But the strange Elf shook his head and began to stumble away into the gathering darkness. Frodo's throat was tight with sadness. No! Not again… I was just beginning to feel our friendship growing… I don't think I can bear to lose yet another friend…
The Elf's dark, haunted eyes pierced him once; then he turned and ran. Frodo started to run after him.
Tom was at his side in an instant, his warm broad hand upon the hobbit's shoulder, gently but firmly restraining him. "P'rhaps best to let him go, Little Friend," he said.
Frodo looked up at Bombadil. "But he's in pain, that's obvious… I don't know what it's all about, but I'm worried about him… He shouldn't be alone, not when he's like this…"
"You have a kind heart, Frodo Baggins," Tom said. "But some sorrows are best felt in private—and our Elvish friend's grief is, I deem, one of those." Bombadil's bright blue eyes gleamed at him. "We have all known the desire to be alone with one's hurts, have we not?"
Frodo's face suddenly burned, as he thought of awakening on the Field of Cormallen, and his subsequent rejection of the gentle efforts of everyone to help him. I wouldn't let anyone near me… How stubborn I was… And how much it must have hurt all my friends, to see me in such pain, and be helpless to do a thing for me…
Tom went on. "Come now, and while Goldberry and I set food and drink on the table, finish your tale…"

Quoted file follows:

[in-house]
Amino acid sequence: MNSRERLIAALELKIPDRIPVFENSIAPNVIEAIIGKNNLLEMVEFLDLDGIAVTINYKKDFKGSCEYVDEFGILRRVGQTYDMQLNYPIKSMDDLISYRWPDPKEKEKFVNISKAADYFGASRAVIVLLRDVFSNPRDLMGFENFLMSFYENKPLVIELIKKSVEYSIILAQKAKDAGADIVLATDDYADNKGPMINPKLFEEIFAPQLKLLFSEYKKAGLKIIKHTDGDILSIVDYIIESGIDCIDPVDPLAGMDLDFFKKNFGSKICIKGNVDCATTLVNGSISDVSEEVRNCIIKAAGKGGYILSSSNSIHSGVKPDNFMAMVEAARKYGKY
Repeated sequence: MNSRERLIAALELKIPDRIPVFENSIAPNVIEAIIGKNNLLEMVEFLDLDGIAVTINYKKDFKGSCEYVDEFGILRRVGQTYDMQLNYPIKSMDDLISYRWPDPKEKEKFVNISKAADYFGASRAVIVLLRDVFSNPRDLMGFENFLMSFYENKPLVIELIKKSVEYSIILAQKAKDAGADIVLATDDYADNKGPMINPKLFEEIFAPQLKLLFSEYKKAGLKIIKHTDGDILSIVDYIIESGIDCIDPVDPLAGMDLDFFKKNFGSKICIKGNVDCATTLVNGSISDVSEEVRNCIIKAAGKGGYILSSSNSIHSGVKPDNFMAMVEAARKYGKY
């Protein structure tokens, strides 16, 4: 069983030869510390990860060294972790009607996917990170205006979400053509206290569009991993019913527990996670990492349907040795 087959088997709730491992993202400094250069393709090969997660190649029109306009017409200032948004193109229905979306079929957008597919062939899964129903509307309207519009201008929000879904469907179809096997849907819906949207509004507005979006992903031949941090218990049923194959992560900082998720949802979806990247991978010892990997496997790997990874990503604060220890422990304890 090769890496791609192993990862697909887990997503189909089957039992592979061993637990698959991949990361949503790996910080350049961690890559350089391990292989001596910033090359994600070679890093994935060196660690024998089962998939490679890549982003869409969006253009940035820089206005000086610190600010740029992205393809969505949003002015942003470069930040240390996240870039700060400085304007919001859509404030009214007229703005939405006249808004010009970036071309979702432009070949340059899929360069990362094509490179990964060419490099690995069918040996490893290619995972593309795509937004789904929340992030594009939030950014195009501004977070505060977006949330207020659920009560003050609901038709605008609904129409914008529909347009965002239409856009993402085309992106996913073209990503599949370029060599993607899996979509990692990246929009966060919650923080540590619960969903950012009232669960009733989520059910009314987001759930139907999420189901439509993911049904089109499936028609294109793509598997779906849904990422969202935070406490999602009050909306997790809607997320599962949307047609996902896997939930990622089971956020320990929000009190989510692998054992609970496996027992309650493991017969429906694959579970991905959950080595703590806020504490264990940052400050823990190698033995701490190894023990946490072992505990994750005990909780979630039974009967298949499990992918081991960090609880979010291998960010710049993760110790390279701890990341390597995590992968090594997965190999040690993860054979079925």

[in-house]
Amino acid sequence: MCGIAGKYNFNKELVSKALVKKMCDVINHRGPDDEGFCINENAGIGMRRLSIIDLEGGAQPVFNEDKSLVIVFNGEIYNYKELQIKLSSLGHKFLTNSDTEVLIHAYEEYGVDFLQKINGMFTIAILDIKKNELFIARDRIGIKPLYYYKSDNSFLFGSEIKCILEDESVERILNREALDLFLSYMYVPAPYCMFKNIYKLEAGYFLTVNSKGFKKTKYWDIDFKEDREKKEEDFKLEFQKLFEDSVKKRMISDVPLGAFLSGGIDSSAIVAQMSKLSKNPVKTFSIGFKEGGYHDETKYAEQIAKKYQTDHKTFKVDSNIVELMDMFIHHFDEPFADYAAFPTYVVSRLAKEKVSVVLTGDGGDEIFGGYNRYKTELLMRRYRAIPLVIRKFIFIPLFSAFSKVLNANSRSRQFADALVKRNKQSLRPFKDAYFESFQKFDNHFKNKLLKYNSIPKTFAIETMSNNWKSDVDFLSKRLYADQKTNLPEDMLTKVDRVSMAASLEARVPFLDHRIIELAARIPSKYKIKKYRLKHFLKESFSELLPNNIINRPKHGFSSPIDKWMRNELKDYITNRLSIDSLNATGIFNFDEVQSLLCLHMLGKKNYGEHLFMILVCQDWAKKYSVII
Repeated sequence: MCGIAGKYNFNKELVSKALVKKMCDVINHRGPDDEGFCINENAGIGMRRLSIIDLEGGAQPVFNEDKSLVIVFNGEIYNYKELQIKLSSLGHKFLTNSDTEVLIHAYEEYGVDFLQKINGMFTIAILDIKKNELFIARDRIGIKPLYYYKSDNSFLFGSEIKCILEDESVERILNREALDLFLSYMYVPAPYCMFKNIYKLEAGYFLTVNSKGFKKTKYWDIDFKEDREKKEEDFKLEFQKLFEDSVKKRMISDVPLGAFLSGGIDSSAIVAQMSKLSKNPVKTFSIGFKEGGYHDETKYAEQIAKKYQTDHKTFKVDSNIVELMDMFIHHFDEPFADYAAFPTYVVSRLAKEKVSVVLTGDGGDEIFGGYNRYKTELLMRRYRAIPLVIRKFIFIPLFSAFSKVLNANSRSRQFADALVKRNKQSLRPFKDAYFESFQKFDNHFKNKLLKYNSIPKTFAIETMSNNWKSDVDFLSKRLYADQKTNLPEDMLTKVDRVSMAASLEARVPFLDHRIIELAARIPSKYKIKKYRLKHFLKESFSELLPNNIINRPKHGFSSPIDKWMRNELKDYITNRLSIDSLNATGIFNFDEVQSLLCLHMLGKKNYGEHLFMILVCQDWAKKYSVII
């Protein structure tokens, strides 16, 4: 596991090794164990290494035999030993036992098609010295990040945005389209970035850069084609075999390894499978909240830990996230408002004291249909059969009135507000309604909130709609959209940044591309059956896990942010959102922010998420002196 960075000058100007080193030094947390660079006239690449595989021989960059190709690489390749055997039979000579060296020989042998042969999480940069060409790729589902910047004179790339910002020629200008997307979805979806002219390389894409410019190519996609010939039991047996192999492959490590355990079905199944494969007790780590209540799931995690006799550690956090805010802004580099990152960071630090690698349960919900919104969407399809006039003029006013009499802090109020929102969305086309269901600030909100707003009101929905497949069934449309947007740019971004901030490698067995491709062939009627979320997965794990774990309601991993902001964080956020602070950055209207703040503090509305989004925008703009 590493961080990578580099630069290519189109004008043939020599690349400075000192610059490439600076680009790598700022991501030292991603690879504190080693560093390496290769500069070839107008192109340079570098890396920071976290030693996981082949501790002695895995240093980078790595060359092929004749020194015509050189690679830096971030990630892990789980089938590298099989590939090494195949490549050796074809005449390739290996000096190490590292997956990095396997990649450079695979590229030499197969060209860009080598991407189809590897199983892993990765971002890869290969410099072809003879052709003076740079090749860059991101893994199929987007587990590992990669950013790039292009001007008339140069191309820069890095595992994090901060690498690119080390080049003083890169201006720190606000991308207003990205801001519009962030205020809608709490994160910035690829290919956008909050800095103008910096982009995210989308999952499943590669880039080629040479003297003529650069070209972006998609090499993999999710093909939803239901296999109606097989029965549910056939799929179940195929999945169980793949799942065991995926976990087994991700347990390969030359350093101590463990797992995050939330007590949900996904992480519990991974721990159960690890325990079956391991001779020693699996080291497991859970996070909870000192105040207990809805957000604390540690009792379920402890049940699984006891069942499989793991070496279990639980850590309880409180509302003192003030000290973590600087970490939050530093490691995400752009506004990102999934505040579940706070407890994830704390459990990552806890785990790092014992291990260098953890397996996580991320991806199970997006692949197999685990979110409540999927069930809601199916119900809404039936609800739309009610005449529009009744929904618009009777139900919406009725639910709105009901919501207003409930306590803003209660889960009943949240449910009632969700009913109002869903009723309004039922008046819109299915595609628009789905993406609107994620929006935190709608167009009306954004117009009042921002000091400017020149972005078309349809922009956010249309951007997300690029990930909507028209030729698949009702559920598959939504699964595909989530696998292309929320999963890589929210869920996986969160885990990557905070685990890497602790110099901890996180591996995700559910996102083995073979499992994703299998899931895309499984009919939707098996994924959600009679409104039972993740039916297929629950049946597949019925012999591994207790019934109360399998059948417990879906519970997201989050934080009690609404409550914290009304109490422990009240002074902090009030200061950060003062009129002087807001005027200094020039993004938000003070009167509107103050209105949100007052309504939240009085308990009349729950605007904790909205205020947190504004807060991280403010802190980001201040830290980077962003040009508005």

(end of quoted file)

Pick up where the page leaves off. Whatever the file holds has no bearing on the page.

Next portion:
"Aye," Maggot said. "I'm keen to learn how you escaped from the middle of the blackest and hottest spot on earth, Baggins... And I'd like to know a bit more of how our young friends Master Brandybuck and Master Took came out…"
They returned to the cottage, though Frodo lingered on the step for a long moment, searching the twilight for a glimpse of Iaurel. But the Elf had vanished. He had seemed to run north and eastward, toward the Barrow-Downs. Frodo shivered at the thought of following him, for even cleansed of the wights, the Downs still felt cold and dangerous. He sighed as he turned toward the threshold.
Whatever will I tell Gandalf? What will he think of me for driving off his friend, Iaurel? And what's it all about, anyway—what terrible sorrow is eating at the poor Elf? But as he had no answers to any of his questions, he entered Tom's cottage. A few hours after they supped, Frodo finally finished his story, satisfying Farmer Maggot's deepest curiosity and answering every one of old Bombadil's probing questions. He sank back into the chair before the hearth, as weariness suddenly fell upon him. He yawned widely. Tom and Maggot chuckled, and he laughed along with them.
"'Tis a tiresome thing, to speak so long," Tom said with a smile. "You have done the labor of ten this day, my friend…"
"You're right," Frodo said as another yawn burst forth. "I feel as though I've been carrying bushels of fruit from your orchard all day long." He stood and bowed to his friends. "Thank you both, for listening so attentively to such a long and difficult tale…" They nodded and smiled in return. "I shall sleep well tonight, I think," he said as he took his leave of them. At the doorway he turned and grinned. "Don't stay up too late, now, Maggot…"
The Farmer grunted. "No later than what's necessary, Baggins…"